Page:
I’m Cliff Figallo. I work mostly in the online social sphere, specializing in virtual community strategies. I lived for over a decade in an intentional community and I managed one of the early, groundbreaking electronic communities, The WELL. I have grandchildren and I’m concerned about the world they will live in when they are adults.

Obama campaigned on the theme of Change We Can Believe In.

pResilience is about Change We Must Adapt To.

While most of humanity has been struggling with dire challenges since time immemorial, most of us in the developed world are just encountering what it means to live within hard limits – limits of income, of space, of resources and of waste.

We feel the impacts of these limits hitting us where we live – in our hometowns, our communities, our immediate surroundings and regions. Suddenly, all of the wealth that has let us create our individual cocoons is not looking so assured.

pResilience is not so much about finding solutions to our crises that will allow us to return to the good ol’ days of the 20th century. It’s about how we will change socially to adapt to our new realities at the local level.

Maybe we used to be more interdependent in previous generations, or when most of us lived in small rural towns and villages, but we’ve forgotten most of that today. We need to relearn the social skills of collaboration, compromise, trust and cooperation if we are going to adapt successfully to these rapid and radical changes.

pResilience looks for evidence of social adaptation and identifies best – or at least promising – practices that you, in your locality, can learn from or apply to your own unique situation. I heartily invite contact and discussion on this blog.

pResilience also has an attitude, based on the following assumptions:

  1. We have entered an era of major change that requires major adjustments in expectations for all humans, especially for those likely to be reading this blog. We may be in species crisis mode for generations.
  2. We have reached the Age of Limits where we can no longer fall back on the crutches of “plenty” as in “There’s plenty of oil,” or “There’s plenty of land.” Nope. Not any more there isn’t.
  3. Most of us living relatively affluent lifestyles have forgotten how to live as members of local communities. We relate mostly through politics and organizations, but not directly as communities of people who can rely on one another. When’s the last time you borrowed a cup of sugar from a neighbor?
  4. Government has devolved to become an institution very separate from its constituencies. Our representatives are no longer very representative of the people they govern. We need to re-establish open, trusted, working relationships between grassroots communities and government, beginning at the most local level.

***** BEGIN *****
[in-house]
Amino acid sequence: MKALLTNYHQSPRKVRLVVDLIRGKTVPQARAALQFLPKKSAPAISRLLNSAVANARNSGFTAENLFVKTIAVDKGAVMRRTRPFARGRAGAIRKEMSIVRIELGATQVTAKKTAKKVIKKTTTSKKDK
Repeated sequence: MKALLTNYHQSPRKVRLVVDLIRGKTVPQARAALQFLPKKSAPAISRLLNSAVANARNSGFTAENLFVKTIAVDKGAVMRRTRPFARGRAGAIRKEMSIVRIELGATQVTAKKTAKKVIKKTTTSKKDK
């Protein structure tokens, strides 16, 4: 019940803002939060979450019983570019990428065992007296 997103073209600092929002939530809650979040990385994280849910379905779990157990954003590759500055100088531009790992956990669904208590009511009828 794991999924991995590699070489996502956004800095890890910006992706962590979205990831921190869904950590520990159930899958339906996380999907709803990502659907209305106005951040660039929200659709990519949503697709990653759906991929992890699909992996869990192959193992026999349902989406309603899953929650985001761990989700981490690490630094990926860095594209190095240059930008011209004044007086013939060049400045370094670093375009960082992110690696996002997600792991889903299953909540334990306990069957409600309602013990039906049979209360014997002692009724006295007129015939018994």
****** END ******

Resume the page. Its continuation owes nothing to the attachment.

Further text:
In this blog, we’ll be tracking the work of organizations and collaborative platforms that are addressing issues like those above. These include Transition Towns, Post-Carbon Cities, ICLEI, WorldChanging, WiserEarth and all of the others shown in our blogrolls and links.

May we live in interesting times.

7 Responses to “Local Social Adaptation”

  1. Lynette Says:

    Good going, Cliff! I read your other blogs and will be checking in here too.

  2. lamarguerite Says:


    One of the readers of my blog mentioned your blog and name in one of his comments on recent post I wrote on MIT Collaboratorium.

    Where are you based? I am in Palo Alto. Would love to start conversation with you, as we both seem to share similar interests regarding Web 2.0, climate solutions, and activism.


    Marguerite Manteau-Rao

  3. methodistchick Says:

    Hi, I just found your site and want to read more on another occasion. You sound like someone with a lifetime of information to share.

    I need to read more of what you are about. Here’s a quick bedtime Utah, mom, civil servant, veteran, gardener, grad student perspective.

    It is up to the people to elect leaders and keep local, state, and federal government in check. So, government is what we the people make of it whether working internally or externally and keeping a checks & balance on governance. If community interest groups can bring solid, factual information to government leaders, then they will have a basis for change. Leaders NEED information from the experts on the subject. Work together to give it to them. It’s easy to ignore things that are far away. Tell leaders the story of why they should do XXX. How they can do xxx.How there is no cost or how to pay for xxx. And, what will happen if they don’t act now! They need the entire roadmap. Be prepared to counter emotional debate and acknowledge it’s value to the individual giving it.

    We have a pretty great community experiencing big changes currently in Salt Lake City, Utah. The group “Envision Utah” is worth checking out if you haven’t yet. On the other hand, we have “Energy Solutions” that is anything but a solution in my mind. So, lots of work ahead here.

    Do good, Do no harm, Stay in love with God


  4. Cliff Says:

    I’m right with ya, Methodistchick. I like the process that Envision Utah follows for engaging communities in change. Thanks for commenting and pointing me to what you’re up to over there.

  5. Re: 2gether08
    I’d like to chat sometime about what you wrote on the 2gether page showing my interview about Low Carbon Communities, maybe we can chat sometime by email please?
    Co Founder
    Low Carbon Communities Network

  6. Angus Parker Says:

    @Cliff: I added your RSS feed to the PResilience org profile on WiserEarth. Hopefully you’ll get more subscriptions that way. Best, Angus (WiserEarth Editor)

    1. cfigallo Says:

      I do appreciate it, Angus. This is WE doing its thing. Cool.

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